In this AAPL example, if a trader bought every time the 10-day MA crossed above the 20-day MA and then sold when the 10 crossed back down, he would have gotten chopped up while the stock traded in a range but then nailed a 40-point move starting in early July. In hindsight the net is a gain, but AAPL could have easily traded in a range for an entire year and grinded a trader’s account down to nothing. This is similar to price crossover discussed above. I’m not sure it’s better than other indicators that attempts to nail trending moves.

A better use of moving average crossovers is for day trading intraday charts. The AAPL chart below has a 3- and 8-period EMA on a 5-min chart. Shorting when the 3 crossed below the 8 and covering and going long when the 3 crossed above the 8 worked great. As long as a stock has trending tendencies, this strategy works very well. But if it chops around, which most stocks do most of the time, a lot of damage can be done to a trading account, even when the underlying doesn’t move much.

Moving Average Kisses

Building on moving average crossovers above, an alternative to blindly buying or selling when one MA crosses another is to demand the shorter term MA successfully test the longer term MA before entering. By adding this requirement, many false signals will be avoided, and you’ll trade much less often, with higher odds of success.

The test is called a kiss, for reasons you see below. This occurs when a shorter term moving average crosses a longer term moving average and then comes back to the longer term moving average to “kiss” it before establishing itself in a trend. This is similar to the price kisses discussed above. For traders who don’t want to get whipsawed by constant up and down crosses, waiting for a kiss can eliminate many false signals and enable traders to trade fewer, higher-quality opportunities instead of every stock that meets easy-to-meet criteria. In this sense, a trader is playing a continuation of a trend, after the trend has started, instead of trying to enter at the beginning of a move, where odds are worse than 50/50 a trend will develop.

GUSH hourly chart with a 8- and 21-period MA. The stock put in a bottom in the last week of December and established itself above its 21. Blindly buying when the 8 crossed the 21 would have been followed by a few days of frustration. But waiting until the 8 came down and kissed the 21 the following week, signifying the stock had rested long enough and was ready to continue up, was much better timing. Perhaps the entry was at a slightly higher level, but the odds of success were greater. In essence, a trader isn’t buying the first move, when the stock is simply bouncing within a downtrend. He’s buying the beginning of the second move, which has much higher odds of success.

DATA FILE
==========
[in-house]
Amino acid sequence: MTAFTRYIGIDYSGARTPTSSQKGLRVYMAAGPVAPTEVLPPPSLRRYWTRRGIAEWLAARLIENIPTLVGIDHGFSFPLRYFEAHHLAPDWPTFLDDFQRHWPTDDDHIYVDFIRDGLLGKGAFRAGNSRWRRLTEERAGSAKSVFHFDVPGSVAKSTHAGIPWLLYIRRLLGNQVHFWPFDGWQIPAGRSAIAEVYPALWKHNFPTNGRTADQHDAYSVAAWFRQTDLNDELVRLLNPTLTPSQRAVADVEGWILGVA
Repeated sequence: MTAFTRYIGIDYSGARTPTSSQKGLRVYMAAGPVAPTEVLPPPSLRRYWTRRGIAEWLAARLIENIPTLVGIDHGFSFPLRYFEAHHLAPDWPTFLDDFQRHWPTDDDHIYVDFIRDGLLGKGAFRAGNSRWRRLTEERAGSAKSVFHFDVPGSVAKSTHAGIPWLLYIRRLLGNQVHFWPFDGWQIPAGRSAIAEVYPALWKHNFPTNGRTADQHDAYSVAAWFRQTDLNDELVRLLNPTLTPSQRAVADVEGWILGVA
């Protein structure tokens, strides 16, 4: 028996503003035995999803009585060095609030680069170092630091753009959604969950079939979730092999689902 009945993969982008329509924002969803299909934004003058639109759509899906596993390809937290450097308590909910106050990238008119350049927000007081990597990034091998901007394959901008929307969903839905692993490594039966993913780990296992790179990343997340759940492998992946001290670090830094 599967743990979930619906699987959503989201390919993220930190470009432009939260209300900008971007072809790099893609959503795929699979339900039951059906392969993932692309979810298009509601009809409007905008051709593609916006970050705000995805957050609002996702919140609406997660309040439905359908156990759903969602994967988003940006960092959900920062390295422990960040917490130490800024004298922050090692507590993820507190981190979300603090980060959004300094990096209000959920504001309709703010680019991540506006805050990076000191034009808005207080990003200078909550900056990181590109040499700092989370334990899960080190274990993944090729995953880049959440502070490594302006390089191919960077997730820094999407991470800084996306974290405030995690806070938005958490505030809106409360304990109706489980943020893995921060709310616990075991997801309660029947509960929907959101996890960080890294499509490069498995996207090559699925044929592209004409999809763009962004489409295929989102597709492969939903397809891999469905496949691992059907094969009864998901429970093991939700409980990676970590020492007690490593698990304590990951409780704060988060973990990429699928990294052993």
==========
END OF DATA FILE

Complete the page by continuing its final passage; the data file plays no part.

SQQQ 5-min chart with 8- and 21-period EMAs. When the 8 EMA came down and kissed the 21 EMA ad then lifted off, the trend reasserted itself. Instead of randomly buying within a range, a trader can wait for a kiss to enter. This ensures he’ll find out quickly if the trade will work or not. This is the best use of a moving average kiss – to play a continuation within a trend.

CRC daily chart. The stock moved up the second half of August and then moved sideways for 3 weeks before continuing up. Buying when the 8 crossed the 21 would have been uncomfortable because the stock had just rallied more than 30% via a steady win streak. But, although waiting for the 8 to kiss the 21 would have resulted in a slightly higher entry, the odds of success were higher, and the stock was much more ready to continue its move. The first move was just a bounce within a downtrend; there was no guarantee it wouldn’t roll over soon after. The second move is a continuation move; it comes with much less risk and takes place when the stock is more ready.

CLDR daily chart. Kisses help time short entries too. The stock gapped up but gave it all back within a few days in early October. A downtrend followed. Short entries could have been timed with back kisses of the 8 to the 21-EMA for respectable continuation moves.

Employing Multiple Strategies on Multiple Time Frames